The law is there to protect you if a partner or ex-partner is abusing you or your children.
Choosing to use the law can be a difficult decision to make but it is important to remember, Women’s Aid is there to support you at every step.
If you are experiencing domestic violence the law can help you in the following ways.
If you or your children are in any danger, contact the police. A Police Domestic Abuse Officer will usually be appointed to work with you and support you to get the help you need. This can include, helping you contact other agencies that can help such as Women’s Aid or Victim Support. They can also provide you with practical support.
Prosecutions will be handled by the Public Prosecution Service for Northern Ireland where trained and skilled solicitors will decide when to prosecute in all cases of domestic violence.
Using the law
If you choose to use the law, it is useful to have as much evidence as possible about what you have experienced. You may also find it useful to write it all down. It would also be useful if you can gather relevant information such as a doctor’s report, records of hospital visits, dates and times of incidents etc. Again Women’s Aid can support and guide you.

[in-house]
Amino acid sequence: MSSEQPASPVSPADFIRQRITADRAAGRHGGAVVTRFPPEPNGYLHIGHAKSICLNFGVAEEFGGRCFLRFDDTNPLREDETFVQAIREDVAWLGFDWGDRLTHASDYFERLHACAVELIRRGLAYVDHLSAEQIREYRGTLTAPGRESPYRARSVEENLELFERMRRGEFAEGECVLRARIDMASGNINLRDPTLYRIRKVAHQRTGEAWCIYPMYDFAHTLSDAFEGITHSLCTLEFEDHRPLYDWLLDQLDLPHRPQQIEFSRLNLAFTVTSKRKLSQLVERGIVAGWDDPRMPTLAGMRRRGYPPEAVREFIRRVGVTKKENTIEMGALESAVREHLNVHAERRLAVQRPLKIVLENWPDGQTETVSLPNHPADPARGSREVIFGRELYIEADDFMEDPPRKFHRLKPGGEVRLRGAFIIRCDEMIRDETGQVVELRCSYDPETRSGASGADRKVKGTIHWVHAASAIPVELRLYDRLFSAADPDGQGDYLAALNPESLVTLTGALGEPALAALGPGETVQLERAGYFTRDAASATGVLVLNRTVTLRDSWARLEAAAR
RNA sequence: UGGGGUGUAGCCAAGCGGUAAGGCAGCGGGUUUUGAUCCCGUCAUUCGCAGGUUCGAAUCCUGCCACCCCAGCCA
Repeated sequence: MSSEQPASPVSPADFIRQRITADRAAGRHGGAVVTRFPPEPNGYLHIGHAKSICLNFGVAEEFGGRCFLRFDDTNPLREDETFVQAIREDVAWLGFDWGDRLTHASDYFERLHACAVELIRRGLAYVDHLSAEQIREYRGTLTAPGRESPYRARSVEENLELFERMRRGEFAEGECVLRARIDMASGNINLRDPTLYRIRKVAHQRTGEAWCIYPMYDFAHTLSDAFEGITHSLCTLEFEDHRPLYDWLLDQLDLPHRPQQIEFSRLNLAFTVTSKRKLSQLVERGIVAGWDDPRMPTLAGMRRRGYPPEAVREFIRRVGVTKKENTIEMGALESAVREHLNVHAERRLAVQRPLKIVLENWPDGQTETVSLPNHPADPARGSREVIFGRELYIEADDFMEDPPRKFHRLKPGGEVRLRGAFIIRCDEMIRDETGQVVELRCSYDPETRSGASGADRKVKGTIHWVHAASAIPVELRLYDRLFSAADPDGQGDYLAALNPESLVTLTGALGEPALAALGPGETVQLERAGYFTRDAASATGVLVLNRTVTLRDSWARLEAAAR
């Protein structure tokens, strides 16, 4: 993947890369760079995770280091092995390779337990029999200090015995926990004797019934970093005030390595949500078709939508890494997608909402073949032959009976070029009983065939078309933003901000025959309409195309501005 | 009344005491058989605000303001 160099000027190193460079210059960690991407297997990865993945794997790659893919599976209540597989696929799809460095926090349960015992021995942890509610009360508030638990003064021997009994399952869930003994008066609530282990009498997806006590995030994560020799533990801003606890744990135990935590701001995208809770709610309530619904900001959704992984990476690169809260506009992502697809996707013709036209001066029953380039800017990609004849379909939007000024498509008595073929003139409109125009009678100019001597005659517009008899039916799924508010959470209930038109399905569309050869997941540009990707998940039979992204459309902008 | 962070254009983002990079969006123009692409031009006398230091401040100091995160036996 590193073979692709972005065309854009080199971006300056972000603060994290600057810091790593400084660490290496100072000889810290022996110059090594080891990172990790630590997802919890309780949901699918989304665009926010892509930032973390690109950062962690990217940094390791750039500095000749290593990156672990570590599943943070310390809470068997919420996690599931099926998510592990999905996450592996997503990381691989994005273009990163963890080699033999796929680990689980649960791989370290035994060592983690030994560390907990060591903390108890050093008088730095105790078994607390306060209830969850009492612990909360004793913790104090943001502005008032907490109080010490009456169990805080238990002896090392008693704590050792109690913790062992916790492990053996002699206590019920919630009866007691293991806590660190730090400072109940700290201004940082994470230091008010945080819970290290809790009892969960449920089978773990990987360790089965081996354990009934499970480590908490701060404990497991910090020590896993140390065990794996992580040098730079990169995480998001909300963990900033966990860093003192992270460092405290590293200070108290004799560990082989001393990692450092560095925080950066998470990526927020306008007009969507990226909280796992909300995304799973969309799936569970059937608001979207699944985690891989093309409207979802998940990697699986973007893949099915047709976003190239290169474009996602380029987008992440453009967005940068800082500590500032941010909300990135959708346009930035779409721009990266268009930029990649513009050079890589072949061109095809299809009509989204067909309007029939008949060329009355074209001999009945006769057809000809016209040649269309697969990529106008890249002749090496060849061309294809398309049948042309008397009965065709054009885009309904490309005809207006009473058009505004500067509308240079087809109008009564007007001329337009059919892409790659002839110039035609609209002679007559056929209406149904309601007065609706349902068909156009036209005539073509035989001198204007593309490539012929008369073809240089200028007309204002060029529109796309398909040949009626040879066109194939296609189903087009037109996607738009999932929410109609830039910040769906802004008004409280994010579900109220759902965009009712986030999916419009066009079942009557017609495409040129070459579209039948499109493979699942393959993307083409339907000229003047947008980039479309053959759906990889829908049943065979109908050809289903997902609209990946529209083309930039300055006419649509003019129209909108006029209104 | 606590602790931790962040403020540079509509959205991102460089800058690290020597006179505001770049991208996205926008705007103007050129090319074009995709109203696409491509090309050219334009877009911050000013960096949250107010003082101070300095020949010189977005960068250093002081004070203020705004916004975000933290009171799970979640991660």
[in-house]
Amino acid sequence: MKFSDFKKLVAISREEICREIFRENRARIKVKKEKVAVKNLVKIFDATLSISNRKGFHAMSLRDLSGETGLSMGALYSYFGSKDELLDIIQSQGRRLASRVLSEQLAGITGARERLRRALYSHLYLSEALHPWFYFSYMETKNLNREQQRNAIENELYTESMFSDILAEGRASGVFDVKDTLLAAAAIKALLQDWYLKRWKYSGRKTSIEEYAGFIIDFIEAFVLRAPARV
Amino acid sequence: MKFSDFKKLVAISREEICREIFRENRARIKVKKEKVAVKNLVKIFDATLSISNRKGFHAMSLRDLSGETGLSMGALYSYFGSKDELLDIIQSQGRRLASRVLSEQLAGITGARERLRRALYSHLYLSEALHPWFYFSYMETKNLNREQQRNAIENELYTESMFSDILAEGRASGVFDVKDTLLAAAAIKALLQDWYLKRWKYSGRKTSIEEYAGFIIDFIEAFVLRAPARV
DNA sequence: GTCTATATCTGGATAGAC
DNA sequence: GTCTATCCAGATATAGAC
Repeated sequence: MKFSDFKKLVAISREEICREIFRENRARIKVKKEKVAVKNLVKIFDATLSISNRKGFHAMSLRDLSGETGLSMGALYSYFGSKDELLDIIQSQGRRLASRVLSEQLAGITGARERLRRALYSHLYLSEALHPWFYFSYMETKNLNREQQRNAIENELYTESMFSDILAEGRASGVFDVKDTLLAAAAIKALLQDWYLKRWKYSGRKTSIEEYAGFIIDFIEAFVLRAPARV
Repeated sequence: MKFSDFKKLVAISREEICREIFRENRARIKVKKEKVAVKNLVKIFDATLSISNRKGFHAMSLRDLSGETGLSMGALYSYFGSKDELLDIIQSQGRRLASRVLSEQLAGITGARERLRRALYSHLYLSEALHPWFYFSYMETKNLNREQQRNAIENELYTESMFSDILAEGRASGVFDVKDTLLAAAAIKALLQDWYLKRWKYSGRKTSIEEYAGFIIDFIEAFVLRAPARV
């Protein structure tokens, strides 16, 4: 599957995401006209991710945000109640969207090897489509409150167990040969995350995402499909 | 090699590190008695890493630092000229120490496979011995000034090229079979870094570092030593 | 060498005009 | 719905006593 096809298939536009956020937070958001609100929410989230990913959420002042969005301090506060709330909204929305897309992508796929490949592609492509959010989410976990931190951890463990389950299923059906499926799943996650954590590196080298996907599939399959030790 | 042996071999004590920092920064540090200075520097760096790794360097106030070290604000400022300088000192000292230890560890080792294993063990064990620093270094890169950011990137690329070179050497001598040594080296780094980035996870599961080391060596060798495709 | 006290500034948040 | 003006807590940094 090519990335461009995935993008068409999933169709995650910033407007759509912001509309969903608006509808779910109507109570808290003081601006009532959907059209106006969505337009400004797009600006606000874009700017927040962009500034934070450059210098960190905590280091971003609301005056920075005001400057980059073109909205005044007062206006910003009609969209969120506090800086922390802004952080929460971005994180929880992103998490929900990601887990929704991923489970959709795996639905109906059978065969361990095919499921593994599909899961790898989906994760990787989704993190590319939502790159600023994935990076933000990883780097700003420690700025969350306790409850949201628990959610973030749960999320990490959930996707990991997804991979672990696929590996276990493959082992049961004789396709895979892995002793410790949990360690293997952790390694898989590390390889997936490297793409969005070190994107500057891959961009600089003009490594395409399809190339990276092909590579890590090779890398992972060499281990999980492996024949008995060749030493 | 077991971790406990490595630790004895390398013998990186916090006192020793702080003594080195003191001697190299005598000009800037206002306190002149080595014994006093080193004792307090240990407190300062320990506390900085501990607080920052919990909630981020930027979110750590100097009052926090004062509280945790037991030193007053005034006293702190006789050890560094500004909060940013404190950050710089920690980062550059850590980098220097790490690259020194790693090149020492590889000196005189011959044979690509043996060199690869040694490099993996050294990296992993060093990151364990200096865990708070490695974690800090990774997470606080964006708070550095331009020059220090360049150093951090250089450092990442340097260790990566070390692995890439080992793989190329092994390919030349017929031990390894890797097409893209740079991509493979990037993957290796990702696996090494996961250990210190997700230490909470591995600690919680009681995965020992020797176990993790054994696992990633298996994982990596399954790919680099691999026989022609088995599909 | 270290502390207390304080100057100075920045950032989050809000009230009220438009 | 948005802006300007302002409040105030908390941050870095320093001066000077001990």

To get legal protection, you have to apply to the court. The law can be quite complex so you can speak to the 24 Hour Domestic & Sexual Violence Helpline 0808 802 1414 or your local Women’s Aid group.
There are three main types of legal action you can take:
- Non-Molestation Order
- Occupation Order, and
- Protection from Harassment Order.
Legal Aid is available for victims of domestic violence. On 30 December 2010 the Minister of Justice David Ford MLA announced the decision to amend the Legal Aid Rule effective immediately, to remove the upper earnings and capital limit for those seeking Legal Aid for Non-Molestation Order proceedings in Northern Ireland. Women will now automatically receive Legal Aid for these proceedings but may be required to make a one off contribution to the fees which will be based on legal aid fee rates rather than on private solicitor’s rates.